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During academic years 2012-13 and 2013-14, the GRI is focusing on the challenges faced by a world population likely to rise to 9 or 9.5 billion by mid-century, seeking to provide water, sanitation and hygiene for all.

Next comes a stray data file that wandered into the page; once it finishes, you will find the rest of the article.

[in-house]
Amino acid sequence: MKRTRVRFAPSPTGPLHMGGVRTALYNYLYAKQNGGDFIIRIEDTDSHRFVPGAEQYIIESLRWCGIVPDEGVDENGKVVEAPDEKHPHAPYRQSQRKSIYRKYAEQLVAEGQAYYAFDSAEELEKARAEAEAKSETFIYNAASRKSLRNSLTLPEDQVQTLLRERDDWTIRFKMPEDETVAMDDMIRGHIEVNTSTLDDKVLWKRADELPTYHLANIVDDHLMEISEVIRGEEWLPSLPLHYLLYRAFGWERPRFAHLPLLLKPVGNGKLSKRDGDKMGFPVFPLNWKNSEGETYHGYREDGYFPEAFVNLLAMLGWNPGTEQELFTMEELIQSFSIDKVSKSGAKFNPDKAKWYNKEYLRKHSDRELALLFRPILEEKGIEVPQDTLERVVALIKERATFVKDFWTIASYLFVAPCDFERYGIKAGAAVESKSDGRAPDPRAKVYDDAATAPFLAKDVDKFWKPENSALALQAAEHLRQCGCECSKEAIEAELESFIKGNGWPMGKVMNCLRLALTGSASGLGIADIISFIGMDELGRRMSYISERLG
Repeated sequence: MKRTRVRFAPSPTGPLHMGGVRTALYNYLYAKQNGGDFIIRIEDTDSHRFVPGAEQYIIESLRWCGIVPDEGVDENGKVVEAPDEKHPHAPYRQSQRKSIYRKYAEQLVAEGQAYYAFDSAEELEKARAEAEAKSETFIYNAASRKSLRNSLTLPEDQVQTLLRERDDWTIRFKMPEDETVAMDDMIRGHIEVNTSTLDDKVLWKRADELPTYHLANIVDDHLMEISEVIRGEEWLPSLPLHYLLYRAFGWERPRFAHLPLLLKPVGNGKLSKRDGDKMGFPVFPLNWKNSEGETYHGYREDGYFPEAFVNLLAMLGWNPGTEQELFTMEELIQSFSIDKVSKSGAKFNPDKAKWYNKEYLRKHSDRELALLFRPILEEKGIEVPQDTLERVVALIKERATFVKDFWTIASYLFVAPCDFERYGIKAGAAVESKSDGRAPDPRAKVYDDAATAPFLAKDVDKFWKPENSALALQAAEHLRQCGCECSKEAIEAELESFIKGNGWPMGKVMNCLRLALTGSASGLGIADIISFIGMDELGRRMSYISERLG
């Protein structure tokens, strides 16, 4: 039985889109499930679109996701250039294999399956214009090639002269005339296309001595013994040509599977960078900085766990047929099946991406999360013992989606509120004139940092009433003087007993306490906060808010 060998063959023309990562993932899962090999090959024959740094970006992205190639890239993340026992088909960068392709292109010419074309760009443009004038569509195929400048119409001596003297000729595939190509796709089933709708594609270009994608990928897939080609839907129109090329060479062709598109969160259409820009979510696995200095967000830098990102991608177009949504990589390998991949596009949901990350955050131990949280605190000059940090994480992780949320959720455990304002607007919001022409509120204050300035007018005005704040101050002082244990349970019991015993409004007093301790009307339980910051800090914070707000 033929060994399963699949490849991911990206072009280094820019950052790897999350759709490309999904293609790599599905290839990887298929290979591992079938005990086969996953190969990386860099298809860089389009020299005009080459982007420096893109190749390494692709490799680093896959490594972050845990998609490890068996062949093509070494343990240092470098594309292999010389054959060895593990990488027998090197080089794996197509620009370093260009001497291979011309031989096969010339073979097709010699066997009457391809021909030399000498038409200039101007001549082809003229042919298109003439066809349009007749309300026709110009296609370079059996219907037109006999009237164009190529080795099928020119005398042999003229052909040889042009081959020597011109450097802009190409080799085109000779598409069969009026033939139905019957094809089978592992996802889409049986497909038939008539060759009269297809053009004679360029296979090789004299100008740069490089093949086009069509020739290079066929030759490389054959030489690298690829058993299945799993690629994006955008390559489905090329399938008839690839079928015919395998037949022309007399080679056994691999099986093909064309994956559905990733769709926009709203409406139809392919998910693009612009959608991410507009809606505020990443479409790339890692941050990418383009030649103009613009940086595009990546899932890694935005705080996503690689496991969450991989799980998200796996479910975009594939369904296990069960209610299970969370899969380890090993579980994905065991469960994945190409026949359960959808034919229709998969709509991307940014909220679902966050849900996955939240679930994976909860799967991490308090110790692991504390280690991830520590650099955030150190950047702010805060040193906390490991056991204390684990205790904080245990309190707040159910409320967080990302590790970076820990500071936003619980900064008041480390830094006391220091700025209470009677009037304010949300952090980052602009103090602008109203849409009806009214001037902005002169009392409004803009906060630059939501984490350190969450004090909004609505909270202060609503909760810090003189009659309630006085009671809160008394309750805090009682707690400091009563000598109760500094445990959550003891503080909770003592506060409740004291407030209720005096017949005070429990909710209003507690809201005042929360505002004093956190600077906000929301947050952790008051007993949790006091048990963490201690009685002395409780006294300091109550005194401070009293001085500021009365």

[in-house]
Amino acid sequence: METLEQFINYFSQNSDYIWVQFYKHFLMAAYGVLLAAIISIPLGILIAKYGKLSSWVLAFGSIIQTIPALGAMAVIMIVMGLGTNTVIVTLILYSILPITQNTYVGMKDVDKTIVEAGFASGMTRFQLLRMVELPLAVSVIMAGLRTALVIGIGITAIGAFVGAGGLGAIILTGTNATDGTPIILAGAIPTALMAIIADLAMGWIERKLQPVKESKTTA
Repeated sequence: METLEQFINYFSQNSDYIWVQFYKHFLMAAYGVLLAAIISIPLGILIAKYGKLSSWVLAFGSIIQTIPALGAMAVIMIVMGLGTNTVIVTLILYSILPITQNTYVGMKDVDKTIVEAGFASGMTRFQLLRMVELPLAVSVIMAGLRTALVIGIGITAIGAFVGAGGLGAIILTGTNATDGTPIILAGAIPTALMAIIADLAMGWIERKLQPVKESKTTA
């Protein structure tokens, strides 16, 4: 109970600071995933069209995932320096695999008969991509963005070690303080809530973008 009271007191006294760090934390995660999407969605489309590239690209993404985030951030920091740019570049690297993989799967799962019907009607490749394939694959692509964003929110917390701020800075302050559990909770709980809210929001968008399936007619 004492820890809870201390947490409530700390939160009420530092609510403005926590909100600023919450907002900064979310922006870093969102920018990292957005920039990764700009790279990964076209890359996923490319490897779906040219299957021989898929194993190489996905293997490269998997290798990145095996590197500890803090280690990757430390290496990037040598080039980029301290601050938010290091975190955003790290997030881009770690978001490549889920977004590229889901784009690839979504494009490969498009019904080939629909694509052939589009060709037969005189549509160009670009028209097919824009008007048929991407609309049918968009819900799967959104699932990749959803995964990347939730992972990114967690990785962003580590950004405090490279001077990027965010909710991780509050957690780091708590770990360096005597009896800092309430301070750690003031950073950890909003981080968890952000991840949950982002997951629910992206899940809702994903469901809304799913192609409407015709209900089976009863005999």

With urbanization advancing, and more of the world’s growing and increasingly urban population seeking their share of economic growth and development, demand for water, already furious, will intensify even further. Even in the face of these daunting challenges, however, researchers have pioneered new ways to use existing supplies of water more efficiently and to distribute such supplies more equitably, made advances in the fight against water-borne diseases, and met pressing environmental challenges. Awareness of both the value and cost of water is increasing and the era of “smart water” is clearly upon us. There is, then, much reason for hope, even optimism, going forward.  Human development has progressed more in the past one hundred years than in the previous thousand. How development progresses in the twenty-first century depends on how well we manage water. Indeed, if the last century was the century of oil, ours will likely be the century of H2O.